Sustainable Growth or Growth vs. Sustainability: Examining the relationships between resource use, climate emissions and economic growth
Posted by Rachel Tansey on July 28, 2011 at 8:00am (The Quaker Council for European Affairs has just published a discussion paper which examines the relationships between resource use, climate emissions and economic growth.)
“Sustainable Growth or Growth vs. Sustainability” is intended to stimulate discussion and debate on how our economic system relates to the many interlinked challenges that face the world today - climate change, energy supply, growing economic inequality, global poverty, financial crises, food security, water stress, resource scarcity and conflicts relating to many of these issues.
In particular, this discussion paper focuses on economic growth, resource consumption and climate change. The briefing encourages people to think beyond personal commitments to sustainable lifestyles, and to examine how the economic systems we participate in are implicated in poverty and inequality, environmental degradation and climate change.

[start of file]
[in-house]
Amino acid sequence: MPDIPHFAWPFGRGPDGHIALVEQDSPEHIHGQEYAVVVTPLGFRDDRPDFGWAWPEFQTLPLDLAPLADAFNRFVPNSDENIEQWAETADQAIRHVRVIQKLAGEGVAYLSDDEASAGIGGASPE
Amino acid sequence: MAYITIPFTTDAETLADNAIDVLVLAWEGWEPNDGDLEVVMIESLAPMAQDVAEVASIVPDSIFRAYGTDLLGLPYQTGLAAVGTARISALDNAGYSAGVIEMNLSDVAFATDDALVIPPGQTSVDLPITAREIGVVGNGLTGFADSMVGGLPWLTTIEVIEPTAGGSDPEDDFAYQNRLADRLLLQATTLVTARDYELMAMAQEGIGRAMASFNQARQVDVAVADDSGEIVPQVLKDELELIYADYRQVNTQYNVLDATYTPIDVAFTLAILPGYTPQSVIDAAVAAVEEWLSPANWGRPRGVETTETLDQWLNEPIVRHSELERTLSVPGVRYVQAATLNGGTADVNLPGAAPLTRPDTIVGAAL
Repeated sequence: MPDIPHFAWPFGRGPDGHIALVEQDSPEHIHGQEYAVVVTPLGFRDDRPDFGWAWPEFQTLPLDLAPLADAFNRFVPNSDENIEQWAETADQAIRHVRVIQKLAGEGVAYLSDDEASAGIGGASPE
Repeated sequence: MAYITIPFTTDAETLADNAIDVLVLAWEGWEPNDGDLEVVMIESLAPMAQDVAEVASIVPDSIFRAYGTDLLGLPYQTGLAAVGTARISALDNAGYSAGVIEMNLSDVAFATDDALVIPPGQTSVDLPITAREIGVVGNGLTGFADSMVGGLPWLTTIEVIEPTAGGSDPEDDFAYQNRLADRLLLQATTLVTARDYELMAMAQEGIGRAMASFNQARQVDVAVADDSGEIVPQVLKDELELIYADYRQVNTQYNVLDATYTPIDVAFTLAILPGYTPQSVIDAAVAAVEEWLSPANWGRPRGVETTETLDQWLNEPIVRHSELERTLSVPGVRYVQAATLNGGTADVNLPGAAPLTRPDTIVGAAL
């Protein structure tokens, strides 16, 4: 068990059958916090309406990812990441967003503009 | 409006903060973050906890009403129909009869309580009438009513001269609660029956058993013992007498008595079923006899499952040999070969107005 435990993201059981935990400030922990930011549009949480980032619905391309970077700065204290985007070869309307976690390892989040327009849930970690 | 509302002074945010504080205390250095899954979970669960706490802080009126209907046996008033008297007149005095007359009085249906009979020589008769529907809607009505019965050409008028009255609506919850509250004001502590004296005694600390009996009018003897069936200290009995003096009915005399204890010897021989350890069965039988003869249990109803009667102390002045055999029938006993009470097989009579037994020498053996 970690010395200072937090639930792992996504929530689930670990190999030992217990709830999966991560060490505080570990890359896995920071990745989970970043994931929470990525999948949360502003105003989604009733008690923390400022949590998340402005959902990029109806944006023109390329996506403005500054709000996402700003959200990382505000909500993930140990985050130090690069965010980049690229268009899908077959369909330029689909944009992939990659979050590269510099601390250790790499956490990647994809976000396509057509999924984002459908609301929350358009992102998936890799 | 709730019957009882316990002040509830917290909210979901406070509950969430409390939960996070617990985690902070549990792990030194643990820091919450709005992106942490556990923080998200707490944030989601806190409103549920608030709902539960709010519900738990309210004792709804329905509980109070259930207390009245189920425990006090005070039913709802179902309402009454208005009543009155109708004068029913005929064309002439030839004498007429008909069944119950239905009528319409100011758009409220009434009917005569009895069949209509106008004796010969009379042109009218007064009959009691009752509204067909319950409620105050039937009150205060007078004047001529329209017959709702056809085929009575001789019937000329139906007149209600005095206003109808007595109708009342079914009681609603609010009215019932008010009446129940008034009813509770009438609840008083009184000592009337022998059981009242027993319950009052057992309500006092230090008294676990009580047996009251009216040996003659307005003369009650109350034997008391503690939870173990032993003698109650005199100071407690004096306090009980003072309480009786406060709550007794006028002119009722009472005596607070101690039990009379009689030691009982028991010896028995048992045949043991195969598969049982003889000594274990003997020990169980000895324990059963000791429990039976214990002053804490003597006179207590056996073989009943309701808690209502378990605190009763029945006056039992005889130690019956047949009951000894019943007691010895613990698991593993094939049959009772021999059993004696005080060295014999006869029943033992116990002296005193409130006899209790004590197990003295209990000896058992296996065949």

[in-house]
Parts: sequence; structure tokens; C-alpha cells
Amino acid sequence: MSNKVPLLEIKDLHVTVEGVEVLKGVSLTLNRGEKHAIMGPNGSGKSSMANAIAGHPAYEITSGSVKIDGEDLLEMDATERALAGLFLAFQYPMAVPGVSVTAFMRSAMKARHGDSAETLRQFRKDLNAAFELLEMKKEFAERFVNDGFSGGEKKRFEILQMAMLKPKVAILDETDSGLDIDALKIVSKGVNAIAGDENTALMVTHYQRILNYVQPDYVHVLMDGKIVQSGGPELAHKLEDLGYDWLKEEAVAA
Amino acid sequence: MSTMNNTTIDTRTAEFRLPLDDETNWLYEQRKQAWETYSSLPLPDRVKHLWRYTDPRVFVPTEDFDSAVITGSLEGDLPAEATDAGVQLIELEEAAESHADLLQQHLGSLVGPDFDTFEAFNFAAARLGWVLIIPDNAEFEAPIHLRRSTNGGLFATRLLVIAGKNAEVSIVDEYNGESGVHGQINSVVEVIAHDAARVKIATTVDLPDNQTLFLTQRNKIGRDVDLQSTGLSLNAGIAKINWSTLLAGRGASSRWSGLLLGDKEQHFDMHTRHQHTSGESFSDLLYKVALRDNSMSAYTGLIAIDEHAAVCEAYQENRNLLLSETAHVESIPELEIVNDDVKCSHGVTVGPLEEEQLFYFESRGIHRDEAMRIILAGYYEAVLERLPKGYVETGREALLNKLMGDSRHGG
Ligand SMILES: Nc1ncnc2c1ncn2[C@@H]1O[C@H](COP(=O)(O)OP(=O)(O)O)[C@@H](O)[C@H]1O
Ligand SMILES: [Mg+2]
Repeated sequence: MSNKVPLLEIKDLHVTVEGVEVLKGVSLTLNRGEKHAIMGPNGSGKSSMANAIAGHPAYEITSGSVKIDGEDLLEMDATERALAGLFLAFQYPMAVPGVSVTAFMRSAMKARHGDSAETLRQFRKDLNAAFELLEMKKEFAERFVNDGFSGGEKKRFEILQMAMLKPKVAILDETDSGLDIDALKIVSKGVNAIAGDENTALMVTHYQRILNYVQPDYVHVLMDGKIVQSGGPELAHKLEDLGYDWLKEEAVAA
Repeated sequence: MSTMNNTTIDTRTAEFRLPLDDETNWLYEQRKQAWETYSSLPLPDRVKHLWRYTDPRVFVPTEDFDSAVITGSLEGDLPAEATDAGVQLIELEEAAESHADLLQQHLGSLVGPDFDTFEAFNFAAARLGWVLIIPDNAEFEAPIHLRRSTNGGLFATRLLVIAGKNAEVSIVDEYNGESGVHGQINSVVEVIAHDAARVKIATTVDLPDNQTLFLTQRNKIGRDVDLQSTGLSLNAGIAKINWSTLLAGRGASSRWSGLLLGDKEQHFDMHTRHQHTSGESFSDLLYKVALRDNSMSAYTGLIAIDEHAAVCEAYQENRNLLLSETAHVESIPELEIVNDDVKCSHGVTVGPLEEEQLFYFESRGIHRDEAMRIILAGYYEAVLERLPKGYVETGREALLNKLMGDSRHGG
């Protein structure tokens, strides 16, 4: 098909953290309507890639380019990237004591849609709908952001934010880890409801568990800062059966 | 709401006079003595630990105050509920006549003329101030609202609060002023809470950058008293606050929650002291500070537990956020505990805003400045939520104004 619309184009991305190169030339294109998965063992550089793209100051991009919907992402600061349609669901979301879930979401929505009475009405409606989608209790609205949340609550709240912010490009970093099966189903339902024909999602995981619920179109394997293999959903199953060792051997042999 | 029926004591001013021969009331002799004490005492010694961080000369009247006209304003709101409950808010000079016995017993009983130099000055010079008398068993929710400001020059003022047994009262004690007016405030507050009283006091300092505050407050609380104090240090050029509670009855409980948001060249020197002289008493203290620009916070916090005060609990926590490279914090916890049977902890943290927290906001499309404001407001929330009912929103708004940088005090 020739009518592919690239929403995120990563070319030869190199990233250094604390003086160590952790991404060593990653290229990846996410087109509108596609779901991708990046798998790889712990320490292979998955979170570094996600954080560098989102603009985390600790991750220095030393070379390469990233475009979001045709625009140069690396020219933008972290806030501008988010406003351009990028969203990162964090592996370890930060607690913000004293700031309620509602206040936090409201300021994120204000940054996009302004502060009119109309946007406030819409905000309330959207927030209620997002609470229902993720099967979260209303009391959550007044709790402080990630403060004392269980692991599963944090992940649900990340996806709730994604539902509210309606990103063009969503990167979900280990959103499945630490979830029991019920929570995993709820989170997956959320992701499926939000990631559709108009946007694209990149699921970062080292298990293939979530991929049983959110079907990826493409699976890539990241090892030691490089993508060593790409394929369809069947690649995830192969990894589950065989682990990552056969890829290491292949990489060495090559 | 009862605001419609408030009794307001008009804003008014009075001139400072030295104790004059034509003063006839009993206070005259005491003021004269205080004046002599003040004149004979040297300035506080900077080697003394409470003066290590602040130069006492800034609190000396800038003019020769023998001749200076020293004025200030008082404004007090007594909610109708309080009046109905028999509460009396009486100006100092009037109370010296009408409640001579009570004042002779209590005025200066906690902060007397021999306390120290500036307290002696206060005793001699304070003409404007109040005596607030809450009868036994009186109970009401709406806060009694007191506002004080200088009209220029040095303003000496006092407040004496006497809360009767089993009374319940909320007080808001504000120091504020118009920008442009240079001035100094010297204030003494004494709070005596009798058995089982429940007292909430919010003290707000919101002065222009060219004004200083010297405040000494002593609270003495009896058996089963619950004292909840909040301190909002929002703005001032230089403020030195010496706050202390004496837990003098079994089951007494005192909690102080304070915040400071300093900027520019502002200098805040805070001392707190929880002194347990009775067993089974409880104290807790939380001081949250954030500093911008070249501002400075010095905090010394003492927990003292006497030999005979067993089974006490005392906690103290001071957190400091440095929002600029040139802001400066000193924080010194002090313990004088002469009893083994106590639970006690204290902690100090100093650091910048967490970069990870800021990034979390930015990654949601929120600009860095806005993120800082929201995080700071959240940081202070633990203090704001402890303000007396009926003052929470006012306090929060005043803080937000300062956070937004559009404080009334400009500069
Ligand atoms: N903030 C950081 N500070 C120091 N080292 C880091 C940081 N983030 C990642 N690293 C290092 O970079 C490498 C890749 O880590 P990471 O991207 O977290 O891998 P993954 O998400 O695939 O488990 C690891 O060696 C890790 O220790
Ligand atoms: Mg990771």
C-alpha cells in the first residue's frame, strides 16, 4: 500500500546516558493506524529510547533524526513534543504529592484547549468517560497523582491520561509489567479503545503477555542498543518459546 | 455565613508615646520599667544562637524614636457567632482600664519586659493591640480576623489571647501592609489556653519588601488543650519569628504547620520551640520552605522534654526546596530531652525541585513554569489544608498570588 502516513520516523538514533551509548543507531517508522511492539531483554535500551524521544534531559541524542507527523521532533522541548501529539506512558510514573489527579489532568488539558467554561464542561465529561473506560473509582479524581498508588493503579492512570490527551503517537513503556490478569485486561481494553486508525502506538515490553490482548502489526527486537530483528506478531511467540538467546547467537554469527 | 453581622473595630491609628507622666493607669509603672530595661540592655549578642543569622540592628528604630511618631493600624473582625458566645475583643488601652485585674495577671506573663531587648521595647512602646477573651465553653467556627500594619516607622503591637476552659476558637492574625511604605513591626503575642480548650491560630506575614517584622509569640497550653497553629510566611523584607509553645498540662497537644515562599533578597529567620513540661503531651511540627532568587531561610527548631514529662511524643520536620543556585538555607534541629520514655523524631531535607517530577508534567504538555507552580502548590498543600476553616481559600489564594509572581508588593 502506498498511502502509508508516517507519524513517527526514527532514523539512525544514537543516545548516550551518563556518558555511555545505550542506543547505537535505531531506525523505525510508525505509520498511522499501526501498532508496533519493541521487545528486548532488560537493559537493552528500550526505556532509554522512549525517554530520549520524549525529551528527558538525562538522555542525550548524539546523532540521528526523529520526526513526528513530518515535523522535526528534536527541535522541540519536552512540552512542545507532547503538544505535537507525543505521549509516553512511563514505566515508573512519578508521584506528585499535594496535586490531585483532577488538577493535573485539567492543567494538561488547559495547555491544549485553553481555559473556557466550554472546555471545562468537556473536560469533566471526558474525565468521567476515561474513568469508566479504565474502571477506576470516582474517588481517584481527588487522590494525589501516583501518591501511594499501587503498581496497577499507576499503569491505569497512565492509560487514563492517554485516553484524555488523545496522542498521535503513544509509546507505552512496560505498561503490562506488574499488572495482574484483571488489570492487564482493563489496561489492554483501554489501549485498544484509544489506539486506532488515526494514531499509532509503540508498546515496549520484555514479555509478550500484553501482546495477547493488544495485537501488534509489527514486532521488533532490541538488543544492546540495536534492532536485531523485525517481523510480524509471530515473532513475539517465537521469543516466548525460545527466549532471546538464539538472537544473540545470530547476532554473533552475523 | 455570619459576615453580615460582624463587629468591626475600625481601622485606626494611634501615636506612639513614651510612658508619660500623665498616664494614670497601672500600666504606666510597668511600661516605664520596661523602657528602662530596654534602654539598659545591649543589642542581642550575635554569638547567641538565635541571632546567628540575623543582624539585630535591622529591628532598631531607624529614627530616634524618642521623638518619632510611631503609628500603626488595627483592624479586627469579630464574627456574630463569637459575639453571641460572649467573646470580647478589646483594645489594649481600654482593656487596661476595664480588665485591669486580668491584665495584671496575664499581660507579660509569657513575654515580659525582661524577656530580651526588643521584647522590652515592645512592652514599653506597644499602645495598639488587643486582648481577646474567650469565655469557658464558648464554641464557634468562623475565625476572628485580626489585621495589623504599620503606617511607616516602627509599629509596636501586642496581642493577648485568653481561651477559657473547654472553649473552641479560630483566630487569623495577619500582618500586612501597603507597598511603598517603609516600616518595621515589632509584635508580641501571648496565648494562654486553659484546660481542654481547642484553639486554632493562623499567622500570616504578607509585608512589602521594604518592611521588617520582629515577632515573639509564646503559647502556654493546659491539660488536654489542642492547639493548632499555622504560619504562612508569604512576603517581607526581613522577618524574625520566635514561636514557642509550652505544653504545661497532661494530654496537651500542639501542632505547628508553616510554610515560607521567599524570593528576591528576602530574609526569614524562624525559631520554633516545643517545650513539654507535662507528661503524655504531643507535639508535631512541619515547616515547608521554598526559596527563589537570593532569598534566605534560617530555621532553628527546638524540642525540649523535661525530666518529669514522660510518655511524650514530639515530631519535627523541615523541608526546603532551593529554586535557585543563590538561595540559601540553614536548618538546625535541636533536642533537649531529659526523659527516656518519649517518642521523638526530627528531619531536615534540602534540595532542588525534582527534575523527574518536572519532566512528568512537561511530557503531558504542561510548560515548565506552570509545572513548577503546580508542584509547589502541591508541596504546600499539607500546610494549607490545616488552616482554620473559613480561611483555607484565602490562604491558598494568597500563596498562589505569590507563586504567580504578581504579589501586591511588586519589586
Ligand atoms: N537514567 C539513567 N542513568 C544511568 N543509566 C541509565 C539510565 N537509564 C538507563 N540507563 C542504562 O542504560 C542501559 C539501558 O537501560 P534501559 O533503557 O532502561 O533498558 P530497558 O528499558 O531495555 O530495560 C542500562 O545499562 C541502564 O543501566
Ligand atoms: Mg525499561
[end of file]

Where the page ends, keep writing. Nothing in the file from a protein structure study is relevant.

This paper serves as an introduction, and explores only part of an enormously complex picture. Beginning with the conventional wisdom surrounding economic growth and its decreasing environmental impact, it then looks at the critiques and debates that increasingly surround issues like:
- economic growth and its overarching purpose;
- relative and absolute decoupling;
- rates of efficiency increases;
- environmental externalities, especially in pricing structures;
- finite resources;
- ecological space;
- conceptions of wealth;
- the precautionary principle, and;
These issues are critical to the biggest threats of our time: to our climate; to food sovereignty; to energy and water security; to the incidence of poverty; and to the potential for violent conflict and growing injustice.
Whether or not we choose to engage with them does not alter the fact that they are vital to any serious consideration of a sustainable and peaceful future.
QCEA, like OPEN:EU, is trying to encourage wider audiences to examine their assumptions and to consider questions such as:
- What kind of changes to our systems, and to our lives, would help create a sustainable economy?
- What stands in my/our way to bring about these changes?
- What should our governments/the EU do to help bring about change?
- Within the framework of the world as it is, what can be done to send the necessary messages to politicians (i.e. what kind of consumer behaviour, political activism, etc. is feasible)?
- How do we imagine a different, more sustainable and just economic framework, and how could we make a peaceful transition to it from the world as it is today?
- How can we team up with others elsewhere to magnify our voices on these issues?
You can download the paper here.